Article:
Symantec takes up the iAntivirus reins

The new anti-malware utility joins other free options for OS X

When it comes to anti-malware and security software for OS X, while tools like ClamXav and the recently released Sophos home edition for OS X are popular free options, another package that has fallen off the radar has been the relatively lightweight iAntivirus utility.

iAntivirus was originally developed by PC Tools in 2008 as a free Mac-specific antivirus tool, but the project did not last long and the latest version (1.36) was released in 2009 with no further updates. This has resulted in iAntivirus losing its relevance as a valid anti-malware tool for OS X users, and PC Tools has dropped support for it.

However, recent malware scares for OS X such as the Flashback "drive-by download," DNSChanger Trojan, and MacDefender scams have renewed interest in malware scanning utilities for OS X. In light of this, the Symantec company (makers of Norton AntiVirus for Mac) have taken up the iAntivirus reins and revived the name for its offering of a basic and free anti-malware utility for OS X users.

Symantec iAntivirus interface
iAntivirus' interface is basic and to the point. Screenshot by Topher Kessler/CNET

Even though the software does not have advanced features such as background scanning or on-access scanning that are available in its larger Norton AntiVirus utility for OS X, it can be used to run basic periodic scans for detecting and removing both Windows and Mac-based malware.

iAntivirus has a simple interface with options to scan the entire system, just your home folder, or specific files and folders of your choosing (drag-and-drop scanning is supported), but in addition it has the ability to scan for malware in files posted to your Facebook wall. If malware threats are found by the program, they will be quarantined and you can then choose to repair, delete, or restore the suspect files.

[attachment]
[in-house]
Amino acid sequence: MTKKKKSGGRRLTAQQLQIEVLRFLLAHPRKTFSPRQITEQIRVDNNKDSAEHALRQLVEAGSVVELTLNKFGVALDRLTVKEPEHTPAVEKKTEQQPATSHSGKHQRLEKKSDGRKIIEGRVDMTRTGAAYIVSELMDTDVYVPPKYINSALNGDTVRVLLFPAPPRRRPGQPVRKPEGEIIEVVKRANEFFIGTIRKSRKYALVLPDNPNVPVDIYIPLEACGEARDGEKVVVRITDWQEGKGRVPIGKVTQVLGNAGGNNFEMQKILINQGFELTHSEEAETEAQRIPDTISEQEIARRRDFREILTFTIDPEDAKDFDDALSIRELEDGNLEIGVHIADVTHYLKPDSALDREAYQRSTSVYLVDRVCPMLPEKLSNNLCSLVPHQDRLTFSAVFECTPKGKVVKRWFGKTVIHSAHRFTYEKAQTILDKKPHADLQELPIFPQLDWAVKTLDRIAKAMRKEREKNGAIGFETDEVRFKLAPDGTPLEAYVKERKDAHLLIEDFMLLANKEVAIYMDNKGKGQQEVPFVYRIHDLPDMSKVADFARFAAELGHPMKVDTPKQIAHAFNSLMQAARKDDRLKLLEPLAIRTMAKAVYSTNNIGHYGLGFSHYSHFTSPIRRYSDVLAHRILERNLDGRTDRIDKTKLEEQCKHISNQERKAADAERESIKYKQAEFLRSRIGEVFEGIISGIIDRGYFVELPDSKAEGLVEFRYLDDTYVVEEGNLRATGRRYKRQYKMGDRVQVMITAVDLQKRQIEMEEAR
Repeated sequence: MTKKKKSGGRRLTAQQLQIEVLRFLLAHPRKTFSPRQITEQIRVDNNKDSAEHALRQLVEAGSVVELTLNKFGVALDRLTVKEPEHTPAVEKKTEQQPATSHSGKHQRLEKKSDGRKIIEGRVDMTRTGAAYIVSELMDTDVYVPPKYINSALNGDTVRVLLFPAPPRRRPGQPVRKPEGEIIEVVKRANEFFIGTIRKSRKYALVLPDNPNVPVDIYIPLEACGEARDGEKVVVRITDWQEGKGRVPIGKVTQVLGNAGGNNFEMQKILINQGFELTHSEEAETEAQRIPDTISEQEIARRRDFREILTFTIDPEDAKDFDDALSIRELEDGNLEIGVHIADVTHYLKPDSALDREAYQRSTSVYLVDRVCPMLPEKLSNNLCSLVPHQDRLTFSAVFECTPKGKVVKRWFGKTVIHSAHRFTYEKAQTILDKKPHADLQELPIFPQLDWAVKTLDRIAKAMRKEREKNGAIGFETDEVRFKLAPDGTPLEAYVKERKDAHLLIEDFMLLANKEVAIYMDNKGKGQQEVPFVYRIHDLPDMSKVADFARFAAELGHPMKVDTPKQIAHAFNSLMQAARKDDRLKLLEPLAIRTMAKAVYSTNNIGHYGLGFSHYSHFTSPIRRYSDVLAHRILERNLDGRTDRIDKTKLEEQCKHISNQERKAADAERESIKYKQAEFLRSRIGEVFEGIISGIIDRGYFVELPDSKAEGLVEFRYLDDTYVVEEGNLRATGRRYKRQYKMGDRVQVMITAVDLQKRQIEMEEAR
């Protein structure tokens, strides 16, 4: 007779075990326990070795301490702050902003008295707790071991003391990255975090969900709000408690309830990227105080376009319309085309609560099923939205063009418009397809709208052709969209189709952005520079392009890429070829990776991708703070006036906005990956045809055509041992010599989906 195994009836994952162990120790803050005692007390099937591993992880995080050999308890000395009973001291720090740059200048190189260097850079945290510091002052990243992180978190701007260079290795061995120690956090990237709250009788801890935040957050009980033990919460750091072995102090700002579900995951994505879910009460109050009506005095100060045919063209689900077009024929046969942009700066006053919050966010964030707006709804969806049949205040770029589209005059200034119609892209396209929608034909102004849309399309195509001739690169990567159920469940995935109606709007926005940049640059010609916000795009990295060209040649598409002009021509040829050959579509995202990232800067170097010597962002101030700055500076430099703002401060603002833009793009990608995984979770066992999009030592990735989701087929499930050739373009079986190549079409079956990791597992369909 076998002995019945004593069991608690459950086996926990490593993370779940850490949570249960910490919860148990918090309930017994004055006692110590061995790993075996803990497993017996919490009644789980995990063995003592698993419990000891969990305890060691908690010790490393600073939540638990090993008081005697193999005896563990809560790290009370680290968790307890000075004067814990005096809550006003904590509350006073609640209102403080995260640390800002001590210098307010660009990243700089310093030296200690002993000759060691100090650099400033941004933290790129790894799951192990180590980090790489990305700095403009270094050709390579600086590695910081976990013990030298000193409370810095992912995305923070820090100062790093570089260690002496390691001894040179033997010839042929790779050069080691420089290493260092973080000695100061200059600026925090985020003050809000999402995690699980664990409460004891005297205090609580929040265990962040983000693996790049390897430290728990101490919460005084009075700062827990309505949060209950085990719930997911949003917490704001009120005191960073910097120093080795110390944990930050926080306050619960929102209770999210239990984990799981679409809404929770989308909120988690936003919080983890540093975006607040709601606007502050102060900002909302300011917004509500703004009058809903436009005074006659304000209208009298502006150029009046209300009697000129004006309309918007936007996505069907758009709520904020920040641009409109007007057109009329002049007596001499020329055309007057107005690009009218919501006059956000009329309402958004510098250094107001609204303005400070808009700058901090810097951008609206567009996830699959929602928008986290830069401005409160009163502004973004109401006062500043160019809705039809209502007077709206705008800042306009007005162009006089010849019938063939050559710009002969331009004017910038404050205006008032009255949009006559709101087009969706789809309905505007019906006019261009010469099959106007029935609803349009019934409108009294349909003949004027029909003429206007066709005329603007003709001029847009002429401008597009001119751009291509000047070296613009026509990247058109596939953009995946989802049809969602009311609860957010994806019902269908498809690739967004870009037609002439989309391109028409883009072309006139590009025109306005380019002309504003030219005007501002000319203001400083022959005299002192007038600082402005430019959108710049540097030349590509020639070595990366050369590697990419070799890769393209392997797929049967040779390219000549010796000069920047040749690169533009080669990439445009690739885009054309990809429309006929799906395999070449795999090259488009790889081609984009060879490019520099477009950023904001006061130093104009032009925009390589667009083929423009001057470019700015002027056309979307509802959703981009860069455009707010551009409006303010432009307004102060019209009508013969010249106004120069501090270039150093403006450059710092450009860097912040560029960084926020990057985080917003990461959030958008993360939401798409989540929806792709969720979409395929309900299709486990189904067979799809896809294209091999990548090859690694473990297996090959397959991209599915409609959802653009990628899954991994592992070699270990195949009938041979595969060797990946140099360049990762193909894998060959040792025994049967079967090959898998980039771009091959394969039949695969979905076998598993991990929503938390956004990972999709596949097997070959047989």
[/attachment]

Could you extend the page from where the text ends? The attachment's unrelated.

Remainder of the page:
In brief testing of the software, when scanning it does take 100 percent of the CPU as it churns through files, though OS X distributes the task evenly among the system's CPU cores and should not be bogged down during scans. Between scans, the software idles at around 1 percent CPU usage. In terms of RAM usage, iAntivirus does have a sizable footprint at around 400MB; however, the tool is not meant to run persistently in the background so such resource usage will be of minimal impact to the system.

One minor confusion with the program is its option for scanning all files brings up an open dialog box similar to that when selecting the option to scan specific files and folders. One might expect the full system scan to be just that, without requiring you to select a starting point for the scan; however, this is a minor issue and the program otherwise has a smooth experience that should be intuitive. (UPDATE: Mike Romo from Symantec has clarified that this behavior is because of the sandboxing restrictions Apple is imposing for all App Store programs, and there is no way around it.)

A last word of note is that while Symantec's iAntivirus tool shares the same name as the past iAntivirus for OS X, it only shares the name and is not the same utility. Unlike the prior iAntivirus, Symantec's offering lacks a number of features, including active on-access protection, scheduled updating, scan customization, and scheduled scanning. Nevertheless, the software offers a simple and straightforward approach to quickly scanning your system should you feel the need to do so.

This offering from Symantec is great for OS X users who wish to have some form of anti-malware on their system but don't feel they need a full antivirus suite with a paid subscriptions, scheduling, and other features. This tool joins the likes of ClamXav and Sophos home edition as quick and free options for OS X users to help secure their systems from malware.

iAntivirus is built to run in OS X 10.6 or later, requires 2GB RAM, and is available exclusively on the Mac App Store as a 180MB download.



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About the author

    Topher, an avid Mac user for the past 15 years, has been a contributing author to MacFixIt since the spring of 2008. One of his passions is troubleshooting Mac problems and making the best use of Macs and Apple hardware at home and in the workplace.

     

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